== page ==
In this exercise you will use the pmdarima package to automatically choose model orders for some time series datasets.

import pmdarima as pm

# Create auto_arima model
model1 = pm.auto_arima(df1,
seasonal=True, m=7,
d=0, D=1,
max_p=2, max_q=2,
trace=True,
error_action='ignore',
suppress_warnings=True)

# Print model summary
print(model1.summary())

Performing stepwise search to minimize aic
Fit ARIMA(2,0,2)x(1,1,1,7) [intercept=True]; AIC=1125.412, BIC=1144.763, Time=0.506 seconds
Fit ARIMA(0,0,0)x(0,1,0,7) [intercept=True]; AIC=1124.433, BIC=1129.271, Time=0.009 seconds
Fit ARIMA(1,0,0)x(1,1,0,7) [intercept=True]; AIC=1120.434, BIC=1130.109, Time=0.119 seconds
Fit ARIMA(0,0,1)x(0,1,1,7) [intercept=True]; AIC=1122.218, BIC=1131.893, Time=0.075 seconds
Fit ARIMA(0,0,0)x(0,1,0,7) [intercept=False]; AIC=1122.596, BIC=1125.015, Time=0.006 seconds
Fit ARIMA(1,0,0)x(0,1,0,7) [intercept=True]; AIC=1125.048, BIC=1132.305, Time=0.016 seconds
Fit ARIMA(1,0,0)x(2,1,0,7) [intercept=True]; AIC=1119.909, BIC=1132.004, Time=0.233 seconds
Fit ARIMA(1,0,0)x(2,1,1,7) [intercept=True]; AIC=1121.791, BIC=1136.304, Time=0.209 seconds
Fit ARIMA(1,0,0)x(1,1,1,7) [intercept=True]; AIC=1120.954, BIC=1133.049, Time=0.157 seconds
Fit ARIMA(0,0,0)x(2,1,0,7) [intercept=True]; AIC=1119.066, BIC=1128.742, Time=0.166 seconds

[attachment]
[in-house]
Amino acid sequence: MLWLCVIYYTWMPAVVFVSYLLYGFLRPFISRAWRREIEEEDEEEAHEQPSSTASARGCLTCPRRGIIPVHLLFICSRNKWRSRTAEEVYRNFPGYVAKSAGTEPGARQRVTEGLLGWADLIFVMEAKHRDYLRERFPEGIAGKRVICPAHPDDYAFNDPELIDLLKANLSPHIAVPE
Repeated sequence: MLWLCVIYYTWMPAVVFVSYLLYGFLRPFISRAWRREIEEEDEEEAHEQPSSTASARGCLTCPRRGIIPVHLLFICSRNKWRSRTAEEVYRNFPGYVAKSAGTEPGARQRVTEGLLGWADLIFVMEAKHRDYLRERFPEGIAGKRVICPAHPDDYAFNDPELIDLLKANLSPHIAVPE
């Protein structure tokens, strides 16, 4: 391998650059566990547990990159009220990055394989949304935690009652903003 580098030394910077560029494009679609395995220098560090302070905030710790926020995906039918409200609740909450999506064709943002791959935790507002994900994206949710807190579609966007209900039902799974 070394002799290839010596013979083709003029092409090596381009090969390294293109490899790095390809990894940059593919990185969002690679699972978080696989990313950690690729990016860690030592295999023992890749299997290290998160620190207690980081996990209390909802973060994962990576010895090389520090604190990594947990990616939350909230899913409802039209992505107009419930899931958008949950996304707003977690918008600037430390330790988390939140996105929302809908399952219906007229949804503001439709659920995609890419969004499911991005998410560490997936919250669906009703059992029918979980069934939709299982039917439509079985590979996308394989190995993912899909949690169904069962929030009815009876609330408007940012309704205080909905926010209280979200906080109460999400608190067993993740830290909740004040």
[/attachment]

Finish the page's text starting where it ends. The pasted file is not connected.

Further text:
Fit ARIMA(0,0,0)x(1,1,0,7) [intercept=True]; AIC=1119.294, BIC=1126.550, Time=0.092 seconds
Fit ARIMA(0,0,0)x(2,1,1,7) [intercept=True]; AIC=1120.813, BIC=1132.907, Time=0.173 seconds
Fit ARIMA(0,0,0)x(1,1,1,7) [intercept=True]; AIC=1120.054, BIC=1129.729, Time=0.090 seconds
Fit ARIMA(0,0,1)x(2,1,0,7) [intercept=True]; AIC=1119.937, BIC=1132.031, Time=0.126 seconds
Fit ARIMA(1,0,1)x(2,1,0,7) [intercept=True]; AIC=1120.607, BIC=1135.120, Time=0.397 seconds
Near non-invertible roots for order (1, 0, 1)(2, 1, 0, 7); setting score to inf (at least one inverse root too close to the border of the unit circle: 1.000)
Total fit time: 2.380 seconds
SARIMAX Results
===============================================================================
Dep. Variable:                       y   No. Observations:                   90
Model:             SARIMAX(2, 1, 0, 7)   Log Likelihood                -555.533
Date:                 Tue, 16 Jun 2020   AIC                           1119.066
Time:                         15:34:55   BIC                           1128.742
Sample:                              0   HQIC                          1122.953
- 90
Covariance Type:                   opg
==============================================================================
coef    std err          z      P>|z|      [0.025      0.975]
------------------------------------------------------------------------------
intercept     -5.3485     22.658     -0.236      0.813     -49.757      39.060
ar.S.L7        0.2326      0.116      2.014      0.044       0.006       0.459